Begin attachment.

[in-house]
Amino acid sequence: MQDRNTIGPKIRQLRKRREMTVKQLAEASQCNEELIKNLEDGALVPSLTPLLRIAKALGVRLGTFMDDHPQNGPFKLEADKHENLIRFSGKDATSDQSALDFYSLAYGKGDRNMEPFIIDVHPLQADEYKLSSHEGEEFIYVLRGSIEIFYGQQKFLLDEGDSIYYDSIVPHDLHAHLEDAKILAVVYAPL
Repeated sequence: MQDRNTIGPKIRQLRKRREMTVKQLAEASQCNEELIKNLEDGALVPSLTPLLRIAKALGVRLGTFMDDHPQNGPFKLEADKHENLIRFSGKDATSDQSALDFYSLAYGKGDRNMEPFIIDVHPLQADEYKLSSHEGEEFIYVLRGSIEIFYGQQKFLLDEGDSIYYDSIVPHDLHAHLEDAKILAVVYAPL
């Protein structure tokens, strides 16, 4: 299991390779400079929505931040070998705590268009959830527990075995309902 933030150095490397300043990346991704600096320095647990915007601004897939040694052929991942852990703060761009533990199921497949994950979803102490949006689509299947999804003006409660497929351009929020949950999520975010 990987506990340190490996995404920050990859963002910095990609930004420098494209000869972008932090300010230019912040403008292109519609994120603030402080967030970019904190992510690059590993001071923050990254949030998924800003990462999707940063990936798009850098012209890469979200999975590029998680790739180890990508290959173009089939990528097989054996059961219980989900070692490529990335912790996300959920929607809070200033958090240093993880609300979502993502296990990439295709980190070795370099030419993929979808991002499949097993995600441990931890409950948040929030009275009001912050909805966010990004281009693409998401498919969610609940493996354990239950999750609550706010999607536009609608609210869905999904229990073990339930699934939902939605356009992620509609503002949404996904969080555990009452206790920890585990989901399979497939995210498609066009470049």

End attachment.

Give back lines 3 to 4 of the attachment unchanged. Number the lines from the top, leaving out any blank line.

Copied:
Repeated sequence: MQDRNTIGPKIRQLRKRREMTVKQLAEASQCNEELIKNLEDGALVPSLTPLLRIAKALGVRLGTFMDDHPQNGPFKLEADKHENLIRFSGKDATSDQSALDFYSLAYGKGDRNMEPFIIDVHPLQADEYKLSSHEGEEFIYVLRGSIEIFYGQQKFLLDEGDSIYYDSIVPHDLHAHLEDAKILAVVYAPL
């Protein structure tokens, strides 16, 4: 299991390779400079929505931040070998705590268009959830527990075995309902 933030150095490397300043990346991704600096320095647990915007601004897939040694052929991942852990703060761009533990199921497949994950979803102490949006689509299947999804003006409660497929351009929020949950999520975010 990987506990340190490996995404920050990859963002910095990609930004420098494209000869972008932090300010230019912040403008292109519609994120603030402080967030970019904190992510690059590993001071923050990254949030998924800003990462999707940063990936798009850098012209890469979200999975590029998680790739180890990508290959173009089939990528097989054996059961219980989900070692490529990335912790996300959920929607809070200033958090240093993880609300979502993502296990990439295709980190070795370099030419993929979808991002499949097993995600441990931890409950948040929030009275009001912050909805966010990004281009693409998401498919969610609940493996354990239950999750609550706010999607536009609608609210869905999904229990073990339930699934939902939605356009992620509609503002949404996904969080555990009452206790920890585990989901399979497939995210498609066009470049």